How to create a strawberries bed that grows better each year
A properly tended strawberry bed will give you bumper crops of luscious strawberries for years to come, with surprisingly less effort than you would expect.
There is nothing quite like picking delicious juicy strawberries right out of your own garden and popping them directly into your mouth. The taste is amazing, The strawberries are much sweeter and the vitamin content much higher if they have not taken the long journey from the grower to you.
Your strawberries will grow prolifically forever if you know a few simple tricks.
Prepare the layout
Plan your bed to accommodate rows 5 ft across, with plants spaced 2 ft apart in the rows.
Dig up a 1 ft circle where each plant will go, and make sure all perennial weed or grass roots are removed from these cultivated circles.
Prepare the ground
Lay newspapers 7 -10 sheets thick to cover the entire bed except for a small gap where each plant will be. Sprinkle bone meal lightly all over this. Add a thick layer of compost or very fine mulch such as grass clippings. Sprinkle a small quantity of wood ashes over the surface to discourage slugs, and nourish the soil, but go easy on the ashes; too much will make the soil alkaline.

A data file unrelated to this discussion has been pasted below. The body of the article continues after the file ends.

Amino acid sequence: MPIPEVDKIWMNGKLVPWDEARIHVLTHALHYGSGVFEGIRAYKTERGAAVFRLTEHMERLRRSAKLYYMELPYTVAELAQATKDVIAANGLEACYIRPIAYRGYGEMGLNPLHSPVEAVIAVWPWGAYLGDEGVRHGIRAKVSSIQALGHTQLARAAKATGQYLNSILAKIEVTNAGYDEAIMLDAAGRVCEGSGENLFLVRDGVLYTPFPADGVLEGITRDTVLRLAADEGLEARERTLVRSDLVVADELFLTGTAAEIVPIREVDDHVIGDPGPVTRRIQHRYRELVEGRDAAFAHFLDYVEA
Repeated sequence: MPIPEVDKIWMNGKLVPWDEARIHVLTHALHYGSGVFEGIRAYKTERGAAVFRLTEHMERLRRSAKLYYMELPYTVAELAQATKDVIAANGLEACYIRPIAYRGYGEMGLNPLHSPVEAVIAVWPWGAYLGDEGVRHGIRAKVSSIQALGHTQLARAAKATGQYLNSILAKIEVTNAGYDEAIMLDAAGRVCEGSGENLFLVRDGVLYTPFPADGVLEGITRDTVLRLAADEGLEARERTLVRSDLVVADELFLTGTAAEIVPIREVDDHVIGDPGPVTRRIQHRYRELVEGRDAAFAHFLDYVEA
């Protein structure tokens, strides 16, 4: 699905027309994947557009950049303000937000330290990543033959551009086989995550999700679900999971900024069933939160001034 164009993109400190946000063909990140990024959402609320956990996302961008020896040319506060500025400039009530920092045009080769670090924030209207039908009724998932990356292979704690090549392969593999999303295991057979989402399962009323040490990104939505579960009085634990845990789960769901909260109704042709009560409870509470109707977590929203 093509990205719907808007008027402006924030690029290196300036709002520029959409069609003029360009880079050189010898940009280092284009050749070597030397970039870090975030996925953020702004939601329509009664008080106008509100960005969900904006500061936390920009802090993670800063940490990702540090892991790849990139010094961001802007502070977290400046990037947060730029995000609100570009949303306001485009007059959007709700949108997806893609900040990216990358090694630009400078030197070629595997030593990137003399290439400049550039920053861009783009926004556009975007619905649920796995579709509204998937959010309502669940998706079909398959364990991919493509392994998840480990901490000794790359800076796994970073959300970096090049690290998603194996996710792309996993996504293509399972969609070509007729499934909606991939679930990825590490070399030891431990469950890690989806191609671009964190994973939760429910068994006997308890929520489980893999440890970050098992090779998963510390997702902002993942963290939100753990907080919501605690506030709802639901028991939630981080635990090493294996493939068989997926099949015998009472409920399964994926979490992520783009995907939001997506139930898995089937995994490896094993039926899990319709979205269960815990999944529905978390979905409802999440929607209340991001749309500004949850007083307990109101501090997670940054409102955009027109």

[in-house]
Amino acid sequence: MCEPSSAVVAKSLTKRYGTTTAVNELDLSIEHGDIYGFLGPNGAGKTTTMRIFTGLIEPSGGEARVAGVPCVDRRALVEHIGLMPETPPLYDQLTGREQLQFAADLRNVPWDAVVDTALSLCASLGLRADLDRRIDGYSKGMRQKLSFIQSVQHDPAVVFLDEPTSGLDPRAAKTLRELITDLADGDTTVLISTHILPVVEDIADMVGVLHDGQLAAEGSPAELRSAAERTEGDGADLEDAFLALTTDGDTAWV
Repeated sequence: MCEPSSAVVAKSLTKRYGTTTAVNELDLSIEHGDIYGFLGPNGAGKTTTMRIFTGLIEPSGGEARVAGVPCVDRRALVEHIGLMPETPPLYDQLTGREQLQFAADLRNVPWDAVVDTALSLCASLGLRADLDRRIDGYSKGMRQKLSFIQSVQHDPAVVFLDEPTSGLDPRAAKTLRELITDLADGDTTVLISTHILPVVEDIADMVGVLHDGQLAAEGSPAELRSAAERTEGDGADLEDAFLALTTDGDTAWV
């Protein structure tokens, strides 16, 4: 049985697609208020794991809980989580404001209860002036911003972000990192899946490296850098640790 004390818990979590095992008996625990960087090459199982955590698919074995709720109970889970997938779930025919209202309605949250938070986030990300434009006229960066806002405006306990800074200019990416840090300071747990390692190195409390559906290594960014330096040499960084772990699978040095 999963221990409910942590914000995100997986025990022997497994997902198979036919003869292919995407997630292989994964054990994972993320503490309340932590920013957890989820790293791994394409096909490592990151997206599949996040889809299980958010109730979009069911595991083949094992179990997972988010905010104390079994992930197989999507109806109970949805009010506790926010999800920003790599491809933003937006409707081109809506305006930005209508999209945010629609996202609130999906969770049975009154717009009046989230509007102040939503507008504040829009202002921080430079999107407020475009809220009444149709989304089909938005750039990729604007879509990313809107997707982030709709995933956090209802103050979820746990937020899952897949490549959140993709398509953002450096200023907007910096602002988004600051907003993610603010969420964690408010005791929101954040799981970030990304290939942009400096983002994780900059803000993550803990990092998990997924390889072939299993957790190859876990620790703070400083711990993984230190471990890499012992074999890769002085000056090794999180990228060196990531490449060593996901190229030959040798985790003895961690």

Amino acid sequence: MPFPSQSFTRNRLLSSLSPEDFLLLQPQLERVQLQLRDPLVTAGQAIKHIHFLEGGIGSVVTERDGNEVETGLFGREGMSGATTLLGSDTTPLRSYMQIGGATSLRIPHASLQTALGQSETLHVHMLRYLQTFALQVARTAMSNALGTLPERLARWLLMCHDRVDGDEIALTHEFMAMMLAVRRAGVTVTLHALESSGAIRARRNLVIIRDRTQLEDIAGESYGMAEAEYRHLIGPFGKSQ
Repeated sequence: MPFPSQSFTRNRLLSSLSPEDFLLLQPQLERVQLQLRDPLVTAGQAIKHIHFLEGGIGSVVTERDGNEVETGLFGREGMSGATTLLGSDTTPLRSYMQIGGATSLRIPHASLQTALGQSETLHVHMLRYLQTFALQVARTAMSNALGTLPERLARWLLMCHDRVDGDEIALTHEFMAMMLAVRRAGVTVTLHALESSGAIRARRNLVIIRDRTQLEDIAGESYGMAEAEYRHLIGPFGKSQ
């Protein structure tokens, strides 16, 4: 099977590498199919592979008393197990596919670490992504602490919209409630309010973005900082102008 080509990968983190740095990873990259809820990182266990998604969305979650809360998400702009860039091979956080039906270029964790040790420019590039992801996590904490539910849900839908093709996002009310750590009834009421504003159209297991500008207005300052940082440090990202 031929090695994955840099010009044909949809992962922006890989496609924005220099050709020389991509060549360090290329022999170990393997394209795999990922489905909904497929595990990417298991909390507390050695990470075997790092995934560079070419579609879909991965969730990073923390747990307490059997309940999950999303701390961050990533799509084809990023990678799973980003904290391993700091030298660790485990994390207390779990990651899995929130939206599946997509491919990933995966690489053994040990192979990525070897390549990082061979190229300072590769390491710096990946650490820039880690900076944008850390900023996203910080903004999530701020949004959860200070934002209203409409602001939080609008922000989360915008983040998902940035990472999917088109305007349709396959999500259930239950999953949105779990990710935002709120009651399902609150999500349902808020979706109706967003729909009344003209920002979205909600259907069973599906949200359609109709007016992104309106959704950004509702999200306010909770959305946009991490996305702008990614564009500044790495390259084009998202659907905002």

Plant the strawberry plants with the roots spread wide and the crowns at the surface. Water well.
The first summer
Pick off the first year flower buds.
When the runners form give them some guidance to keep them on the bed but do not pinch any off.
Every couple of weeks, sprinkle a thin layer of grass clippings over the bed.
When the plants start to come to life in spring, give them another light feeding of bone meal, a bit more compost, and a very fine sprinkling of ashes.
When the strawberries start to show color, cover with bird netting.
Pick your ripe berries daily.
Mow and cultivate.
The day your berries finish bearing, run a mower through the center of the bed. Mow down all but a slim row of plants on one side of the first row planted. Till under all the older plants and everything else in the bed except the single row of young plants. These will now form new runners and be the parents of your next year’s bed.
Every year after bearing, follow the same procedure, moving the row over slightly so that the old plants are destroyed every year and a row of young plants take their place as parents. This will give you a heavily bearing bed that stays weed free and has the vigour of a healthy new bed.